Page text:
There is no ‘news’ on the fact that the temperature is getting higher; that climate change is affecting economies, health, communities, and a myriad of other factors. Droughts will intensify, heat waves will increase in length and frequency, and heavy precipitation will intensify, according to reports by the American Meteorological Society explaining extreme events from a ‘Climate Perspective’.
Natural disasters belong to the real world. However, many of us experience the event through the media and official sources. As journalists, perhaps, it is time for us to look at the severe climate events happening around the globe and more closely at our doorsteps.
According to the Global Facility for Disaster Reduction and Recovery (GFDRR), historically, most countries in the Middle East (and North Africa), approach disaster risk management with a focus on post-disaster relief and recovery activities. However, governments across the region are trying to change that, and recent years have seen the establishment of a number of national-level disaster risk management units.
Rationally, journalists should be part of the discussions on establishing disaster risk management needs. The reason is that climate journalism can contribute to developing public understanding of natural disasters from the perspective of a risk management issue: calling people’s attention on how to contribute to reducing damages.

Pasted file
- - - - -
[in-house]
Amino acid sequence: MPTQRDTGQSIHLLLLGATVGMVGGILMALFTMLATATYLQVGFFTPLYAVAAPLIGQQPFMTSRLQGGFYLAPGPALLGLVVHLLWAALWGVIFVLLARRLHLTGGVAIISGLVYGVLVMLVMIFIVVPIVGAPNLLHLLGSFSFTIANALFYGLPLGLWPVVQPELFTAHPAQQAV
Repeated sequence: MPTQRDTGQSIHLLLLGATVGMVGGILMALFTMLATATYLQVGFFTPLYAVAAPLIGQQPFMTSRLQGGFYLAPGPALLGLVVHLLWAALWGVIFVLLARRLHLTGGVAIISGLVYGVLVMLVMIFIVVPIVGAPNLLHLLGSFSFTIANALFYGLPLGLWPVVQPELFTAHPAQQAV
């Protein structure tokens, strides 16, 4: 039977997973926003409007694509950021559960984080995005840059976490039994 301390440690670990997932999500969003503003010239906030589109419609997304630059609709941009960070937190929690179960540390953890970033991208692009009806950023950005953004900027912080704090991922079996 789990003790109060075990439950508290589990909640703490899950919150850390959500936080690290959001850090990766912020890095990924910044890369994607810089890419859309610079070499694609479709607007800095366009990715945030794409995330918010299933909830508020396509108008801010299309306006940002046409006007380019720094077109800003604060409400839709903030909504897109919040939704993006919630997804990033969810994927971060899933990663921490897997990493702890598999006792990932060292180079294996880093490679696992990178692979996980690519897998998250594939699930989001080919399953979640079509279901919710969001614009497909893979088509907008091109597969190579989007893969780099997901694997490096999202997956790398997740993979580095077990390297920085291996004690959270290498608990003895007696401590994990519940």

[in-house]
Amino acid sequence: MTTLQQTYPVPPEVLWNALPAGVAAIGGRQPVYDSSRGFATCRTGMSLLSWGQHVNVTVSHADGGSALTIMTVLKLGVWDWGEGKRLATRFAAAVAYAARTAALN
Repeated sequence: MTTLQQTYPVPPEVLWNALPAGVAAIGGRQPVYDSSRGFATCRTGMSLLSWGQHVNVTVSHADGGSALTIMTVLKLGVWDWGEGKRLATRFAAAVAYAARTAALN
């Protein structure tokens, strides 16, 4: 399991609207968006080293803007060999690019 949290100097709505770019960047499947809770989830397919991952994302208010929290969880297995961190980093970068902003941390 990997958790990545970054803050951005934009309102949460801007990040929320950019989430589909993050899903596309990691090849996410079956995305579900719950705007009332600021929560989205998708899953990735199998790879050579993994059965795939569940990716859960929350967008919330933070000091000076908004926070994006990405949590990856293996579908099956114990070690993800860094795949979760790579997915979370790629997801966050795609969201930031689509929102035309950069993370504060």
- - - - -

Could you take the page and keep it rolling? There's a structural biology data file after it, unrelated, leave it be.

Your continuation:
Trust in the authorities and in the media is fundamental — particularly when disasters strike. Institutions and the media work together to save lives and minimise losses. Therefore, the ability to provide accurate, reliable information is essential to help reduce risks to populations.
Those people affected by the natural disaster need timely information, those not directly affected follow closely the calamity via media. Both groups feel connected to the misfortune through news organisations’ reportage and social media posts. People feel bonded by a shared experience. They all want further information on the devastation, on updates, on damages to infrastructure, on lives lost, including forecasts on repairs and economic consequences.
Reporting on natural disasters is one of the most complex journalistic tasks because events are happening in real time. There are aspects of dangers, stress, and rules to follow. Many rules indeed: from emergency units’ operations, from rescue teams, government officials and, directives from the newsroom.
Journalists may experience exhaustion — as the professional has to maintain the feed of updates on many actions — mostly all at the same time.
In fact, due to the social networking, and citizen journalism, there is huge pressure on journalists to keep filing, to keep finding new bits — and to be accurate and credible.
Social media has transformed news coverage of disasters. However, it can be full of rumours and unverified information. Therefore, increasing the level of strain on reporting accurately.
The demand of the circumstances can have its toll on journalists. They may have a crisis of conscience — they might feel the guilt of not having done enough to help or guilty of reporting on the tragedy and casualties. There is always a possibility of journalists feeling distressed in the context of what they have witnessed, especially when covering a local natural disaster. On top of these, most journalists probably never had safety training — or it is the first time reporting from a calamity zone.
Disasters drag on. Even after spotlights switch off and cameras move on to the next story, there will be stories to report. Many people are still suffering the consequences of the situation.
Others less responsible for their own lives and the lives of others might become headlines.
For the news organisations, it is time to revisit its own guidelines on covering natural disasters and evaluate what lessons are there — since severe weather conditions are here to stay.